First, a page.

If things are slow at the Ninilchik, flip them some eggs or herring without the floats. Add split shots to your line, if your spinner or other tackle isn’t near or on the bottom.
Halibut fishing has continued to improve. There are reports of honker-sized halibut being caught out of both Anchor Point and Deep Creek.
King fishing has been improving north of Bluff Point.
This is one of the best times of year to chase chinooks in the nearshore waters around the Anchor Point light and Whiskey Gulch area. Stalkers may catch a combination of feeder and mature Cook Inlet fish working these areas. Again, take shot at fishing early in the morning or near the slack point of either tide.
King fishing has been poor to fair south of Bluff Point. The blackmouths can be found scattered everywhere throughout Kachemak Bay, but anglers have been hitting them more frequently just south of Bluff Point and on the south side of bay.
A majority of chinook chasers use downriggers and entice their prey with troll-sized herring or artificial lures behind flashers.
As mentioned previously, there have been accounts of kings being caught in the Nick Dudiak Fishing Lagoon. Try plug cut herring or salmon eggs under a bobber and adjust the depth of the bait as needed. A Blue Vibrax will steam their gills if you adjust your retrieval speed enough to entice a strike rather than a flee response.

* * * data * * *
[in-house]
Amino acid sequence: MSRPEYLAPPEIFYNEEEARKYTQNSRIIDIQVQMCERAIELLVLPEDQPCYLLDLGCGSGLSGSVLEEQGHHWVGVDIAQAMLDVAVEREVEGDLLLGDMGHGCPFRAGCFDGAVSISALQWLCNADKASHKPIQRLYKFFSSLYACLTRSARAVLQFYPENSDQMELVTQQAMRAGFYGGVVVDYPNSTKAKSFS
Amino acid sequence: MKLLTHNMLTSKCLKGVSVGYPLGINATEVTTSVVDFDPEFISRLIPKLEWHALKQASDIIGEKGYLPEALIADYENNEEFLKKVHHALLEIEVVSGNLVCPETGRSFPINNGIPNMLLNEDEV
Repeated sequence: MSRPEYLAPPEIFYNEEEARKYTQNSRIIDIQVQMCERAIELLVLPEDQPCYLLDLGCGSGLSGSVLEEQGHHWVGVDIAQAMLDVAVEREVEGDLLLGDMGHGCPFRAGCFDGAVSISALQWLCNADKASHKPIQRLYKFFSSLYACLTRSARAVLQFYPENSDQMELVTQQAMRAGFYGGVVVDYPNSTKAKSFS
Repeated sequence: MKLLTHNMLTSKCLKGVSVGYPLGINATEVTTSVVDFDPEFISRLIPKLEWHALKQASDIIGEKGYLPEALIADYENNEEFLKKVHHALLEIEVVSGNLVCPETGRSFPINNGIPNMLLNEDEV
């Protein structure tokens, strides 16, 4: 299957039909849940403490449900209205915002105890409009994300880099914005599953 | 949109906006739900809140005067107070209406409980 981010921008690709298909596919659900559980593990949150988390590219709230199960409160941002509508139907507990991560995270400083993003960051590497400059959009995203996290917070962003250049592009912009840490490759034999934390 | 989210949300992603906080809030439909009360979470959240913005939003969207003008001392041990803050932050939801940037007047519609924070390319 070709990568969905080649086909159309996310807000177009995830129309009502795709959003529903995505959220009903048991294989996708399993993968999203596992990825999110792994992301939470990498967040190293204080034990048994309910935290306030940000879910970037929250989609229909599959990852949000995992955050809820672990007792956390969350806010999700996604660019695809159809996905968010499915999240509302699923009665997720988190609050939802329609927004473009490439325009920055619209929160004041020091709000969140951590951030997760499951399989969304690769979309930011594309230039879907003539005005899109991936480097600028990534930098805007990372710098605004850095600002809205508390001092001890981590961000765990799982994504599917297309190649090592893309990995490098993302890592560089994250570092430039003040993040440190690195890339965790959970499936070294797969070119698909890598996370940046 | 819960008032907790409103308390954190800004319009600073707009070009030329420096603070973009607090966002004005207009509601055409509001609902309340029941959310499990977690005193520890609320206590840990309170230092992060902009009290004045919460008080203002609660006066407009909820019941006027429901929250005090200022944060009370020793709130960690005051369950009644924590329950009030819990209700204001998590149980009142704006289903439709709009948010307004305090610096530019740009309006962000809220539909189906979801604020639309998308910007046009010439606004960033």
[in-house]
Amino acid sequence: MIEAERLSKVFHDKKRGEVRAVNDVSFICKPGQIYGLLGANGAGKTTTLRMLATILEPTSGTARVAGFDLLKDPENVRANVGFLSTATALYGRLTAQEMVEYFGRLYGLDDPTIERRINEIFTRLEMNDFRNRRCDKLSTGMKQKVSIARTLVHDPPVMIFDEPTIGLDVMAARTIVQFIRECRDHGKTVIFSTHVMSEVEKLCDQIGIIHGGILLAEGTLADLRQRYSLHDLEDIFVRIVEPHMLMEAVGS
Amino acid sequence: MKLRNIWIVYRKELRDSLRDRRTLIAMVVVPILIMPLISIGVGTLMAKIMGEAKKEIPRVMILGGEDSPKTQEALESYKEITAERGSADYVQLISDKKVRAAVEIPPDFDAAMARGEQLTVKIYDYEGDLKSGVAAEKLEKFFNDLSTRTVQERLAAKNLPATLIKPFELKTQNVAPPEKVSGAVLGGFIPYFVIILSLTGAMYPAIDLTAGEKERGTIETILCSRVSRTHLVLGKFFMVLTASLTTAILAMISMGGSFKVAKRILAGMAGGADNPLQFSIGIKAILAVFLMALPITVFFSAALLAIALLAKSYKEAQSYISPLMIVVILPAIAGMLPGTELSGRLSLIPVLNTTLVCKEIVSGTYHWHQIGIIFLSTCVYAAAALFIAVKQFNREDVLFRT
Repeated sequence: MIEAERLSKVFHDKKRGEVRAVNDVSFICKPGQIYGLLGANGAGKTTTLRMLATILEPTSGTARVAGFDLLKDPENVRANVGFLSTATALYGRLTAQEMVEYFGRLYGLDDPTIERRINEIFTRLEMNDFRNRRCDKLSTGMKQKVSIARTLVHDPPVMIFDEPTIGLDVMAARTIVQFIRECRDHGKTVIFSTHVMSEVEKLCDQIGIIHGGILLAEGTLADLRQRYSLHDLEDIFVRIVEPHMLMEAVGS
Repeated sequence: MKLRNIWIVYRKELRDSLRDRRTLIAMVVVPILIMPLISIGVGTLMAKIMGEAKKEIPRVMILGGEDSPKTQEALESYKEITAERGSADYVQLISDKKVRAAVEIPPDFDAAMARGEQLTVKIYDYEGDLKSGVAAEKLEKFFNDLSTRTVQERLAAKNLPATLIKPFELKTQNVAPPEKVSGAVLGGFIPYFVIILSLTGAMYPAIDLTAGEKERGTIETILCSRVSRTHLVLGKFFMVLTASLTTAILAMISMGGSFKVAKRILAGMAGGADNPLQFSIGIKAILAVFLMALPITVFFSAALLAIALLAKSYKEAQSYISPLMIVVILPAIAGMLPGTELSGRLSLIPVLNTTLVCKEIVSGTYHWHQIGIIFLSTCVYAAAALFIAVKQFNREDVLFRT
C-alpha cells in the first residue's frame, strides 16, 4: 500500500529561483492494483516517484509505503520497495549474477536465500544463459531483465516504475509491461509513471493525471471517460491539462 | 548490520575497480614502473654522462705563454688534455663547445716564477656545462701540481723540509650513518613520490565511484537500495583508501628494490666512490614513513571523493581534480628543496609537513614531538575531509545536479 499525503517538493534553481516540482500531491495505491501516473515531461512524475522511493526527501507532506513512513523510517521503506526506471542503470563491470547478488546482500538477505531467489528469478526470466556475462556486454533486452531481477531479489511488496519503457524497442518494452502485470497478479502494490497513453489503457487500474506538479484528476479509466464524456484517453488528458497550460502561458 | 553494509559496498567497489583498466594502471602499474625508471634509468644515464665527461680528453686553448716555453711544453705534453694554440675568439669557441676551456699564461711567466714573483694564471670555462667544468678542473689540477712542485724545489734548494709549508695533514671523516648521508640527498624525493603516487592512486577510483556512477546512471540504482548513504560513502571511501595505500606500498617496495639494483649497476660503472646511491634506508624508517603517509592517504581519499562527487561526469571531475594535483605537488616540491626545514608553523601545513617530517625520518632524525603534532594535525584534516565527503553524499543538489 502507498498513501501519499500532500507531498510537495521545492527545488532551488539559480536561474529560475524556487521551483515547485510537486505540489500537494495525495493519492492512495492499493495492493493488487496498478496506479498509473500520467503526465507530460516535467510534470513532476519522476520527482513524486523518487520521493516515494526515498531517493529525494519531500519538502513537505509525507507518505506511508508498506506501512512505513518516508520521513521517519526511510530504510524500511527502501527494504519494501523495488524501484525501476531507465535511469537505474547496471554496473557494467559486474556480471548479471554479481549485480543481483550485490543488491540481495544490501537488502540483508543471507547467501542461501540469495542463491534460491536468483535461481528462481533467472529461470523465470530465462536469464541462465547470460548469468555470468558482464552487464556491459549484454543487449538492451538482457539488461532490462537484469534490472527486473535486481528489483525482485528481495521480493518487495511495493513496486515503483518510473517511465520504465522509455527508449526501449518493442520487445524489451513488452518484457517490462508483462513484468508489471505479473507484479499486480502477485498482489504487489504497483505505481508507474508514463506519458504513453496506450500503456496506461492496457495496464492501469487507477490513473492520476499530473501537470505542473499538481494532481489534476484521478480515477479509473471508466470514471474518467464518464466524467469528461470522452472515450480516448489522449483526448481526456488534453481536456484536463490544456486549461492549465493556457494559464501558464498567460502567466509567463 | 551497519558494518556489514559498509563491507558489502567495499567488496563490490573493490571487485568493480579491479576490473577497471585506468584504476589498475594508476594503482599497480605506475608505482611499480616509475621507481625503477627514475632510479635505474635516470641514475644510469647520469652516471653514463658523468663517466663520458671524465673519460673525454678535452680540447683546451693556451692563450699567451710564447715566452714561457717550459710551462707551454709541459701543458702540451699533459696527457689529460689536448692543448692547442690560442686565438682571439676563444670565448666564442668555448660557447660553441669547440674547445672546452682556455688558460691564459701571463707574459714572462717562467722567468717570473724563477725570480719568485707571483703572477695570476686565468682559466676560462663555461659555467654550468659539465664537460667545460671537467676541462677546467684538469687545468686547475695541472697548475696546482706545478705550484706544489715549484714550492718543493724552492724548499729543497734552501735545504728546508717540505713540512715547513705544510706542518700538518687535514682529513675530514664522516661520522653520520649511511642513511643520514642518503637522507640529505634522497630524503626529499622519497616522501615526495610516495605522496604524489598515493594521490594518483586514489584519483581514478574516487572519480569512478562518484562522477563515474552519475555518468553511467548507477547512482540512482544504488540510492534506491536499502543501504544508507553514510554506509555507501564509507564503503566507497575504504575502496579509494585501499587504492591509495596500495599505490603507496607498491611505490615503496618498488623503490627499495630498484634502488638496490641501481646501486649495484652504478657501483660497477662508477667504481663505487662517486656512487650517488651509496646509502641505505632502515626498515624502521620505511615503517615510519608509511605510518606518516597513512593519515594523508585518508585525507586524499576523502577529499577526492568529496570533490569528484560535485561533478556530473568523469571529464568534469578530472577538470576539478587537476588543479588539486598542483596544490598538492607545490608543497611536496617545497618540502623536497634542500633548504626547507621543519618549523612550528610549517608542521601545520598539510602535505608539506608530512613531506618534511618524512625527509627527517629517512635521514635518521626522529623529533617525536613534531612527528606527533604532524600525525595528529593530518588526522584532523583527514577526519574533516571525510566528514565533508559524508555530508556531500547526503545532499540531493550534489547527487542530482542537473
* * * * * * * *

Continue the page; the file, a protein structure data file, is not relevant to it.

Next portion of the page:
Final notes, Gleaned from Alaska Department Fish and Game Northern Kenai Fishing Report:
As of May 21, 2020. Latest report was not available as of this writing.
The early-run Kenai River king salmon sport fishery is currently under general regulations. Bait is prohibited, and only one-single-hook artificial lure may be used. The bag and possession limit for king salmon 20 inches or greater in length is one king salmon. Only king salmon less than 34 inches in length may be retained. King salmon 34 inches or greater in length may not be removed from the water and must be released immediately. Check out pages 50-65 of the Southcentral Sport Fishing Regulations Summary booklet for additional regulations.
King salmon fishing on the Kenai River is slow. Water conditions are low and clear.
The flowing waters of the Kenai River mainstem upstream of the Lower Killey River marker and all of the tributary streams are closed from May 1 through June 10 to protect spawning rainbow trout.
Kasilof River steelhead fishing is considered fair. All rainbow/steelhead trout caught must not be removed from the water and must be released immediately.
Kasilof king salmon fishing should be picking up over the next couple of weeks. Try fishing for king salmon from shore at the Crooked Creek State Recreation Site.
Fishing for sea run Dolly Varden at the mouth of Resurrection Creek in Hope should be picking up this time of year. Try using pink fry pattern flies.
Nick can be reached at email@example.com if you have any tips or printable tales that might interest piscatorian fanatics in the area.